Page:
MARIE: Pride takes a head-on look at the effects of gentrification on families and communities, which means it also is a story about social class and belonging. You took some risks to address the complicated intersections of race, class, and identity. Why was it important for you to focus on these?

 

 

IBI: The Darcy family is wealthy and Black, and they’re moving into a lower income and working class community populated by people who look like them, Of course there would be issues of identity and big-picture questions about what it means to be Black in an urban landscape. But most importantly, my characters are teens who grapple with identity no matter what environment they’re in. Zuri is looking into a culture that she’s unfamiliar with, which is wealth and access. If she steps back a bit, she can see what is possible for her. Darius also sees what could’ve been possible for him had he not come from wealth. I wanted to examine the issues of upward mobility, education, and class through the eyes of these two teens.
PrideInside

 

MARIE:  Some might consider it odd that you went to the Brit-lit canon for inspiration to tell Zuri and Darius’ love story. Why Jane Austen’s Pride and Prejudice?
IBI: While I didn’t read Pride and Prejudice for school, many Black kids have had to. I think the better question is, why is the Brit-lit canon forced on Black and Brown students? What connections can a Caribbean or Latinx immigrant teen make between herself and the Regency world of Jane Austen? In the same way that wealthier newcomers to underserved neighborhoods erase the established cultures, this my very own way of reverse gentrifying the Brit-lit canon. Pride and Prejudice has so much to say about class and a woman’s place in the world, but those themes are not relegated to 19th century British women. A Haitian-Dominican teen in Brooklyn can grapple with those same issues.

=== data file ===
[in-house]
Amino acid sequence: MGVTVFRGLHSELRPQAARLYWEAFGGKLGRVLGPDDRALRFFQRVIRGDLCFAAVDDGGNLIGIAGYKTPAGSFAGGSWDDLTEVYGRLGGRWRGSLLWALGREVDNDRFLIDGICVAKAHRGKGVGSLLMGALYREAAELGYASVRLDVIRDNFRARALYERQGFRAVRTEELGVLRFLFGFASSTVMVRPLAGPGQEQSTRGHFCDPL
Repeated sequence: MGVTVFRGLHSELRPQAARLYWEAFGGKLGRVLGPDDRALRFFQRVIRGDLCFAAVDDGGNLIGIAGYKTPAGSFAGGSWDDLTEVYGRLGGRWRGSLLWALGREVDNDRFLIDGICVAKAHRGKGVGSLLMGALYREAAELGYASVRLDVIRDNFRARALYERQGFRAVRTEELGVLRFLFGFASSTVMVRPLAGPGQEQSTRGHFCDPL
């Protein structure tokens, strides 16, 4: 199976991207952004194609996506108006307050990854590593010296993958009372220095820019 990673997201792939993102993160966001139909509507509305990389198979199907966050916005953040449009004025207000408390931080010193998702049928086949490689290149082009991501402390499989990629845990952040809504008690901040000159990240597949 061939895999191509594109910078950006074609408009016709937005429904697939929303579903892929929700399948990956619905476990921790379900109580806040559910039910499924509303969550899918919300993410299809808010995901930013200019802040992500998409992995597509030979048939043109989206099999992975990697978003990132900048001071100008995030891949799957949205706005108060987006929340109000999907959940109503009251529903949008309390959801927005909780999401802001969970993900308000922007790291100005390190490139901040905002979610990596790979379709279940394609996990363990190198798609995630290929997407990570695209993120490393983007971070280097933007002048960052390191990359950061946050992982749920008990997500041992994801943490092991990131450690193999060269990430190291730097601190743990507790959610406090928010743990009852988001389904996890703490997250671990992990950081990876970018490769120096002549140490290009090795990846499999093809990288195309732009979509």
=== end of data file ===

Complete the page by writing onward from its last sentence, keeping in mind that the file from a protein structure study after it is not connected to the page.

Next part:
Want to better understand gentrification? Check out Ibi’s excellent recommendations.

 

To get us started, an excellent nonfiction book:

The Warmth of Other Suns: The Epic Story of America’s Great Migration 
by Isabel Wilkerson offers an excellent historical perspective on the gentrification of cities. It tells the story of the period from 1915 to 1970, when six million African-Americans left the Jim Crow South to build new lives in the cities.

warmpth of other suns

Now to a documentary:

Citizen Jane: Battle Cry for the City chronicles the visionary work of Jane Jacobs, an activist and author who fought to preserve the city.

citizen-jane-battle-for-the-city-british-movie-poster

And, finally, a podcast:

From WNYC’s The Takeaway – There Goes the Neighborhood: Race and Gentrification (Click here to listen)

Screen Shot 2018-09-19 at 3.09.55 PM

 

Want to take action? Ibi’s advice is simple:

 

IBI: I recommend students get involved with any community-centered organizations that advocate for fair housing, public spaces, and funding for the arts.

 

Win a copy of Pride, hot off the presses!

Here’s a link to the giveaway. We’ll be announcing the winner on Twitter @MarieFMarquardt and Instagram marie_marquardt October 1!

 

Meet Marie Marquardt

Women’s March, January 21, 2017

Women’s March, January 21, 2017